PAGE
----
To save her, Dick, TomTom and the councillor have to sneak into the sultan’s castle – this is where 3-D-glasses come into play again. It’s a rough ride filled with spiders, snakes, grabbing hands and bone heads that brings them to the Sultan, yet considerably shorter than in previous years and with no new features as well. There we are treated to a strange march of the sultan’s slaves, complete with an elephant (don’t ask me, I didn’t get it either) and a cool singing number by Sultan Vinegar (Aaron Romano) that then turns into a bollywood ballet – and no, I didn’t understand that one as well….. Vinegar will not part with Ailsa, no matter what she says. And not even wee Jimmy as Madonna (living in a miniature world – and very brilliant) can change his mind. But then the first rats appear and Dick and TomTom come to the rescue, so Vinegar gives Dick gold and – the hand of Ailsa. Huge kiss, the auditorium goes awwwwwwww and bleurgh given their age 😉

Now comes the big number by the Krankies, not changed at all from the last years. It’s what people want to see, I get told and I believe it, yet…

It gives the cast the chance to change into the glittery costumes they need for the last number and bows, which are quite awesome – the costumes, that is. Even though they seemed to have been nicked from other pantos  for this one – there is a tableau of playing cards, and another one in black and white geometrical lines and both have no connection whatsoever with the play at all. But they do look amazing. And Barrowman in midnight blue tights – is always a sight to behold! (it takes a better woman than me to avert the eyes from them…)

And then it’s over and the kids in the audience are still wired and on a sugar rush from all the candies and that is a good thing just before christmas. (and after, as this panto continues till Jan. 6th). Me, I loved the innuendo laden dialogues between John and the Krankies, even though we have heard some of the jokes in other pantos of theirs before. I did miss the Bells (the calling back to Glasgow was in this case done by the audience), Pete’s song-number and of course that there were no kids on stage. I also had the feeling that it was a bit shorter than the last few times. But all in all it’s still  family fun with a cool leading man who I’d want to see in something more … “fleshed out” than pantomime.


Unfortunately as it is with Panto with John Barrowman, the fans get increasingly undisciplined the further the show proceeds. I do realise that they all want their signature and their photos taken but:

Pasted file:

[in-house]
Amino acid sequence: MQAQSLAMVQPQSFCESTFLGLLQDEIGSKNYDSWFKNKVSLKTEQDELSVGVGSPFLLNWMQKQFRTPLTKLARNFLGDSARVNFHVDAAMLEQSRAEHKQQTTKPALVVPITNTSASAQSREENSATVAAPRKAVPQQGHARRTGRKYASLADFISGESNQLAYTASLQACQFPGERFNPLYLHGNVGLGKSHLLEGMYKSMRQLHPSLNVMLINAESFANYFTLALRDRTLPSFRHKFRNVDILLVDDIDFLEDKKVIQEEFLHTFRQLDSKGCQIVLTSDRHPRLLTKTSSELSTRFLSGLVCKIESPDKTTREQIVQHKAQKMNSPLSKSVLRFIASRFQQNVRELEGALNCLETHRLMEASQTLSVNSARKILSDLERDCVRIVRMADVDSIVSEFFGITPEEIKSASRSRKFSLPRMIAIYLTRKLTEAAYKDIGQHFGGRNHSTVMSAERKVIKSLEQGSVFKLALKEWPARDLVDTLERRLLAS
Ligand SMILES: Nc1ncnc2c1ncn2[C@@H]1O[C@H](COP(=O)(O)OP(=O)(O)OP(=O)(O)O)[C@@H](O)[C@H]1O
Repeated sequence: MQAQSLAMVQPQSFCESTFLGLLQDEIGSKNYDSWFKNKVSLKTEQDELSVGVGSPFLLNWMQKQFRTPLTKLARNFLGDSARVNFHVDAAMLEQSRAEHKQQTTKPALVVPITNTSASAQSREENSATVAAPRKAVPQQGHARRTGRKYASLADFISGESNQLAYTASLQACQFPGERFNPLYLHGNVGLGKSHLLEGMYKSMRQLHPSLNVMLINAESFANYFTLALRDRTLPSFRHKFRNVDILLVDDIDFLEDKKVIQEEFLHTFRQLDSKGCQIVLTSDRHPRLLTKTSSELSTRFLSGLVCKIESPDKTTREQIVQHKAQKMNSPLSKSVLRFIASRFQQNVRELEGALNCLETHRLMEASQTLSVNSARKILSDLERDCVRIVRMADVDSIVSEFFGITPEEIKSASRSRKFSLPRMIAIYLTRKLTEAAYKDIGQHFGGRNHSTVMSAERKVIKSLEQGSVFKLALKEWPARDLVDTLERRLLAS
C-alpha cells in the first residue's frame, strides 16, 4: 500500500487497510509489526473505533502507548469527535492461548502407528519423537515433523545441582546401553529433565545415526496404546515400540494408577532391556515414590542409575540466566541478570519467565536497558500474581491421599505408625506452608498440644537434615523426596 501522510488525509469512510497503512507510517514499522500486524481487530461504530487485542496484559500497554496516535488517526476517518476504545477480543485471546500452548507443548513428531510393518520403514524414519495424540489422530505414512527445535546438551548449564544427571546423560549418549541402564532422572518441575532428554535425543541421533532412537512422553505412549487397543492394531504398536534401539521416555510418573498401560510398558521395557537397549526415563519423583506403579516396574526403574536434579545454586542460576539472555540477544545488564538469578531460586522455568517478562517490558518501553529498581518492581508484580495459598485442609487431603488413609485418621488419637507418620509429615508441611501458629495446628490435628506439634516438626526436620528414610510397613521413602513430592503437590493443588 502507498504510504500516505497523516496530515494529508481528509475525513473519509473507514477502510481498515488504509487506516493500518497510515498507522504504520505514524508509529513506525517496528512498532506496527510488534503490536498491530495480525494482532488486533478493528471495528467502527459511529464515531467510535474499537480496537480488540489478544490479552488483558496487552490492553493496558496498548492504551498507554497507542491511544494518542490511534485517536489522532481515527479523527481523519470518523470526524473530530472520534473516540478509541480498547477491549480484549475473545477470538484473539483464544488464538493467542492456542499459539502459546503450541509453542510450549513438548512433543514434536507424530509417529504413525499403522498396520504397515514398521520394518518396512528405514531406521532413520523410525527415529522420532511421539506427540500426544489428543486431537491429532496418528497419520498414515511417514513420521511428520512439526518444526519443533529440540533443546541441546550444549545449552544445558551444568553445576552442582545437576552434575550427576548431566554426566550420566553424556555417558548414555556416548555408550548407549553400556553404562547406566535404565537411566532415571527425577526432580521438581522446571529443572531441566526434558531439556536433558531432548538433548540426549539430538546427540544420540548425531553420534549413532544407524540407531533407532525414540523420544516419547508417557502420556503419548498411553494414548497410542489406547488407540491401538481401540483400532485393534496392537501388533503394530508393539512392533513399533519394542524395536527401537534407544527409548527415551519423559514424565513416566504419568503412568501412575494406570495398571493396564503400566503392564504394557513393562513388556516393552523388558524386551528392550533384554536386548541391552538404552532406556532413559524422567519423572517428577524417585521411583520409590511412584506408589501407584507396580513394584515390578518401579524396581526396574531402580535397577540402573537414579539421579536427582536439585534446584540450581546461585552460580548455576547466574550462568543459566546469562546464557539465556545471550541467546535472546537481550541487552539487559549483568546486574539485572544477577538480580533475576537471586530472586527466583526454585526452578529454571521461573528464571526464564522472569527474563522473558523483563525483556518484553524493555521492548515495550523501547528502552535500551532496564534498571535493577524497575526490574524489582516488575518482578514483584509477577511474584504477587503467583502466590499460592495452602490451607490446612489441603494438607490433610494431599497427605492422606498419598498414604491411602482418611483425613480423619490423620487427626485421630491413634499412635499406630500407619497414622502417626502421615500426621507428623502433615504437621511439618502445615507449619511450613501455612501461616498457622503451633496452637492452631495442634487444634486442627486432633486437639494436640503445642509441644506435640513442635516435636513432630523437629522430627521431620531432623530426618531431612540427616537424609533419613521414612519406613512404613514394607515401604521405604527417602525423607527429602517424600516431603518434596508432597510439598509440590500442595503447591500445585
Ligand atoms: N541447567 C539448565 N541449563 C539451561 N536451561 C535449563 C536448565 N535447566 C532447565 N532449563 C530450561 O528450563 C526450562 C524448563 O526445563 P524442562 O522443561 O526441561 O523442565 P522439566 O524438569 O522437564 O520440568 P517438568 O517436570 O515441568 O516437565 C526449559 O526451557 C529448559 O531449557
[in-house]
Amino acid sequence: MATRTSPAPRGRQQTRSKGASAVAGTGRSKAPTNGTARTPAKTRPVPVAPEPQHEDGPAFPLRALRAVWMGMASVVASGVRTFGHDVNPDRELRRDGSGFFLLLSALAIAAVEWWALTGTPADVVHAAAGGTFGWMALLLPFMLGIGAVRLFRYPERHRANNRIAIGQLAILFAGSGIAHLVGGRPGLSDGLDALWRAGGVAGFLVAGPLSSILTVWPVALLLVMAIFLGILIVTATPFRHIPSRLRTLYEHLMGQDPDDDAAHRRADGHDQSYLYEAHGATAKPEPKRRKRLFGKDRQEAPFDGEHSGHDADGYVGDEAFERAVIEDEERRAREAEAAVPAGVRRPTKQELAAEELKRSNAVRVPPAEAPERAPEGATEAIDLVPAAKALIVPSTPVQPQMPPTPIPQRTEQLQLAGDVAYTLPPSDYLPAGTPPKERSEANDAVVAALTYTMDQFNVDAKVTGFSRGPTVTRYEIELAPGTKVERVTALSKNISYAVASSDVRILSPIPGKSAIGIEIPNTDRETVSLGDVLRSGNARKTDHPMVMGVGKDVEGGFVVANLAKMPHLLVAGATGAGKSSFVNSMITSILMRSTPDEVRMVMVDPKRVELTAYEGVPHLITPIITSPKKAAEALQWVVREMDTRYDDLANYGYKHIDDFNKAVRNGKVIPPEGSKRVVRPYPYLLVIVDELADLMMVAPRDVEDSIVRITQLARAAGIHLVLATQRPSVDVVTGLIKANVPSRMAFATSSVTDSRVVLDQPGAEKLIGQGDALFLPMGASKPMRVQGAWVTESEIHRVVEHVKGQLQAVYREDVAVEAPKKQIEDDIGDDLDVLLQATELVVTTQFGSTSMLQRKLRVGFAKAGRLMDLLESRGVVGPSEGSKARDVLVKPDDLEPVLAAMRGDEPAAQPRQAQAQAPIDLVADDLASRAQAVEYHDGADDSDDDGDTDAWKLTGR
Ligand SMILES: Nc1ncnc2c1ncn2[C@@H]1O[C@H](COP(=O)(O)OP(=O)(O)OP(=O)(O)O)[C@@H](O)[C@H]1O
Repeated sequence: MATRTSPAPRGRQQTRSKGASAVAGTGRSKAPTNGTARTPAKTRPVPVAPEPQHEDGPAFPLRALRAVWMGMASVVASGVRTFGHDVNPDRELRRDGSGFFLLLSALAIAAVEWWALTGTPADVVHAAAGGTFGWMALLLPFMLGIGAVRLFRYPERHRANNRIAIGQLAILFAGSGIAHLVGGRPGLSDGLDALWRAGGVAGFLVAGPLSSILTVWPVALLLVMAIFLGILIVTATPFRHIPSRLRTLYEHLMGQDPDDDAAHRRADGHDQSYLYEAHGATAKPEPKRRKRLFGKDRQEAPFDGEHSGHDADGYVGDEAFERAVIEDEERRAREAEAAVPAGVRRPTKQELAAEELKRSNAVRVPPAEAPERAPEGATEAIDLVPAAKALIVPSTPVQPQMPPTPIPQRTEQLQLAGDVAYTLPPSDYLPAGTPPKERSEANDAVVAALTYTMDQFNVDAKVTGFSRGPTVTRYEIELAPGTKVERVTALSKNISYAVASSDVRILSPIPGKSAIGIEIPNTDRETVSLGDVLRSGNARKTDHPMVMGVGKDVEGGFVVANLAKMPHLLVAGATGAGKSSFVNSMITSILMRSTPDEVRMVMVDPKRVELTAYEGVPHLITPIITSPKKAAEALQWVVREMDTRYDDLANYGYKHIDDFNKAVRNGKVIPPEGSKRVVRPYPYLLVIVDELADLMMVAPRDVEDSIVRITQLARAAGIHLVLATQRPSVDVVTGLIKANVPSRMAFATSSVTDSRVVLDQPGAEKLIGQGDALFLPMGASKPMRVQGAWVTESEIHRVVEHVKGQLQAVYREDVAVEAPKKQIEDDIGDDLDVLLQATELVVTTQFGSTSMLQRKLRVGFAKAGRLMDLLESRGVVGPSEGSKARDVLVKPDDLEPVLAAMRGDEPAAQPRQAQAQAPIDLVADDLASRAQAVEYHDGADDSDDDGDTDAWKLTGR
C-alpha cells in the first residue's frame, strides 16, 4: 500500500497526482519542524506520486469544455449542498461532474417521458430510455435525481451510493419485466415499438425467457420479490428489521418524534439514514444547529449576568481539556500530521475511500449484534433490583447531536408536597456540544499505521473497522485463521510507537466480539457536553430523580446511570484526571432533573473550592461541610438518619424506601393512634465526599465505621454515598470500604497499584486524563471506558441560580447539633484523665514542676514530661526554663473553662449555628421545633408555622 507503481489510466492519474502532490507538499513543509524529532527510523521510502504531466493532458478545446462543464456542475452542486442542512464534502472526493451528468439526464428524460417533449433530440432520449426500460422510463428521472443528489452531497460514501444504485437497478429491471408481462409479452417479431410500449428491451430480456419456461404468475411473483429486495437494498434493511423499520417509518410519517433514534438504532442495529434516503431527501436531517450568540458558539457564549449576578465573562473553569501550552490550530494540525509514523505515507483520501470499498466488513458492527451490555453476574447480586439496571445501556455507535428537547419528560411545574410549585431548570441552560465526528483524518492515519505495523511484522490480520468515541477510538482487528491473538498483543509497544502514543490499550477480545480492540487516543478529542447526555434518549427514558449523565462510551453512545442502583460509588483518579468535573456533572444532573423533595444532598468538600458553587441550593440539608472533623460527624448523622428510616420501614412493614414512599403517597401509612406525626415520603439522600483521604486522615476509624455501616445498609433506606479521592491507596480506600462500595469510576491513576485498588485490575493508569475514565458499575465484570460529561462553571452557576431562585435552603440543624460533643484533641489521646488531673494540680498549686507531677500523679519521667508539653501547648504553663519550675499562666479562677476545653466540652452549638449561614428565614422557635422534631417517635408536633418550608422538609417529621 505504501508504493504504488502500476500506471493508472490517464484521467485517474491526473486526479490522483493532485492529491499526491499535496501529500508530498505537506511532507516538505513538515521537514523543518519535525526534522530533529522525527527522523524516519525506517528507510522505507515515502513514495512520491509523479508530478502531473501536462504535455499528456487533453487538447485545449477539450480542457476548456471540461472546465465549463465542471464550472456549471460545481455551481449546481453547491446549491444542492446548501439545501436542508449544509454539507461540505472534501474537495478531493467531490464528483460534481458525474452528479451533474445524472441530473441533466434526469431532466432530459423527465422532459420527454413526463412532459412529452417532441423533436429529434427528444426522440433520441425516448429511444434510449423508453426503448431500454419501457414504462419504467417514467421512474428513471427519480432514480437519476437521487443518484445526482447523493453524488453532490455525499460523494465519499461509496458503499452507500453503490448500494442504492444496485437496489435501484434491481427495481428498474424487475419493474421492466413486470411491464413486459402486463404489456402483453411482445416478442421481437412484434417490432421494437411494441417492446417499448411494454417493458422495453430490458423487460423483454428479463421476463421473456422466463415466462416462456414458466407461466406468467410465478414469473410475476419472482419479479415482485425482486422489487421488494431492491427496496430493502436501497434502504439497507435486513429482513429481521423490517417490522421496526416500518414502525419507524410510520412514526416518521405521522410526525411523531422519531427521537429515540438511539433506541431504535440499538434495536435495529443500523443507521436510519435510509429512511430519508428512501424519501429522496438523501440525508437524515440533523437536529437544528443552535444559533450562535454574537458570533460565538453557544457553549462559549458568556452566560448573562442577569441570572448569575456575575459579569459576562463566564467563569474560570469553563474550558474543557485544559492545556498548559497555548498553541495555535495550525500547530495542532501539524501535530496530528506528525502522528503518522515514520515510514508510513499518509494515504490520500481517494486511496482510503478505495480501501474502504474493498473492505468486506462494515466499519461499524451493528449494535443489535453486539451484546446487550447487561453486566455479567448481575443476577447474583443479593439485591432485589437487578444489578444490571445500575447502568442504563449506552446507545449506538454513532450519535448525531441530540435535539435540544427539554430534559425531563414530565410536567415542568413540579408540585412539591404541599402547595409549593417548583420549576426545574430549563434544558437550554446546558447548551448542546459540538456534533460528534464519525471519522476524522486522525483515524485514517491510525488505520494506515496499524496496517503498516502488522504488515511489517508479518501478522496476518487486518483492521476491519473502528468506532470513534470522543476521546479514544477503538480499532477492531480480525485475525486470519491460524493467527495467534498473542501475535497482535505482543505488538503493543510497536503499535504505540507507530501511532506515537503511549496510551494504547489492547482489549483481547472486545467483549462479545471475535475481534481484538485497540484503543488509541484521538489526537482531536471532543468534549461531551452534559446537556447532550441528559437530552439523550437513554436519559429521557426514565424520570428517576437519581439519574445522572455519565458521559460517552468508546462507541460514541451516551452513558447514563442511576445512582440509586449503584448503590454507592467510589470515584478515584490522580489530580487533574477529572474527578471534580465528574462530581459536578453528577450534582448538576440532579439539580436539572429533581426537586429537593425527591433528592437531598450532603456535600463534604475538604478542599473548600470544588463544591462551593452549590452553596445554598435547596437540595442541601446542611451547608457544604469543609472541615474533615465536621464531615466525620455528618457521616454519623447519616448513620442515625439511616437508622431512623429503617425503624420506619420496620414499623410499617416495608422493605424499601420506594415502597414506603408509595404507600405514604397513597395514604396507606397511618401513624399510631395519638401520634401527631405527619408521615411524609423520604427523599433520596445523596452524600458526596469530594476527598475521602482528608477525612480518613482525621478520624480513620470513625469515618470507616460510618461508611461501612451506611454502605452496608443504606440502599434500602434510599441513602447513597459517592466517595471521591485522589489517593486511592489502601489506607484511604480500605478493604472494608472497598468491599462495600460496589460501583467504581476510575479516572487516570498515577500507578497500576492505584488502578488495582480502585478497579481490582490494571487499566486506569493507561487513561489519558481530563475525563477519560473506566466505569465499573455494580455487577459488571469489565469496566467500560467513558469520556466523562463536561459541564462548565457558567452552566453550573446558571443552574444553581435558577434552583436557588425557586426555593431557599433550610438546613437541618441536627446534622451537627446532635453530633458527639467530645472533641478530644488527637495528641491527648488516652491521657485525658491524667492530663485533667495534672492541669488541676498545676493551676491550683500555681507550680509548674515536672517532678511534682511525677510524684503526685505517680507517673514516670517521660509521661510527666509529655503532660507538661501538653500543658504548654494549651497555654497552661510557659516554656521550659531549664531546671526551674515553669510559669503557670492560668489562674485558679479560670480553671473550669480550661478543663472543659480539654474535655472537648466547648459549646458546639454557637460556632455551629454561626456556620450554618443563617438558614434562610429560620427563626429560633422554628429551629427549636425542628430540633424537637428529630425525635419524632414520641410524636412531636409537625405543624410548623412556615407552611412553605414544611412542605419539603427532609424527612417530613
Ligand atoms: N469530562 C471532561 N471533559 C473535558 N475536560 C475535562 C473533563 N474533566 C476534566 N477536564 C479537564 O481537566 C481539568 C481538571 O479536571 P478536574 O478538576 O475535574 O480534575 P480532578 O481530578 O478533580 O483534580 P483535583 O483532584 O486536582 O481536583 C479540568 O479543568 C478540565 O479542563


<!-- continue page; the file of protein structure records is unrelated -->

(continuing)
I don’t understand why certain ppl have to come back for more EVERY night while we were there, why certain ppl keep whining when J. tries to get out of the rain and the cold in order to stay healthy for the show and why certain ppl don’t even have the decency to leave his husband alone – who snuck into the car without being seen as he acc to John “feels weird” about being asked for an autograph or a photo. Last night certain ppl banged against the car windows to force him out for a picture. And then seemed to claim that S. actually LIKES that and comes to THEM during concerts etc. Yeah, right. pull another one…

Catch me if you can Nov.30th, ’13

theatre misc

I’m not sure – am I too biased already? Have I seen too many really good shows (lucky me!) to have standards too high for Vienna? Or does Vienna have different standards than the West End or Broadway? Or any theatre in Canada and Australia? Fact is – I sat through three hours of Catch me – and it sure was dragging.

And yes: the lead Frank Abagnale jr (Rasmus Borkowski) certainly played his little heart out and was a charming charmer who charmed his way to more than 2 million dollars before he was 19. And FBI-sleuth Carl Hanratty (Martin Berger) was a great pedantic hunter (even resembling Tom Hanks at some point – everyone does know the story? Frank runs away at 16 to make a fortune by forging checks and impersonating a pilot, a doctor and finally a lawyer, sleeping his way through throngs of stewardesses, nurses and various other females till he finds Brenda Strong and falls for her. As he wants to marry her, he can’t shed his name again and therefore finally gets caught. But Hanratty, long since a grudging “fan”, offers him a job after he’s finished his sentence.)

But – the dancers were out of synch more often than not (which is probably because they don’t play this every day but only three times per month) and lacked the precision and professionalism I have seen in other productions (though not in Vienna). The songs try to establish a film-noir feeling and succeed at times – but carry on and on and on and it’s dragging. My biggest beef though is with the translation of the original English to German. German, and it’s a sad truth, is NOT made to properly fill songs that were written for English words. The translation was bumpy at best, unintentionally funny at times and the rhythm was off throughout the musical.

The rather small theatre (Kammerspiele is an intimate venue and very lovely) was sold out, but the audience was not greatly moved by the jokes and rarely laughed. They were probably anesthetized by both the bad air and the sheer length of the thing – the last hour of three really dragged on – maybe because then Frank was all of a sudden portrayed as a sad child who didn’t enjoy his impersonations any longer. As I said – cuts and a bit more rehearsal time would have done that play a world of good.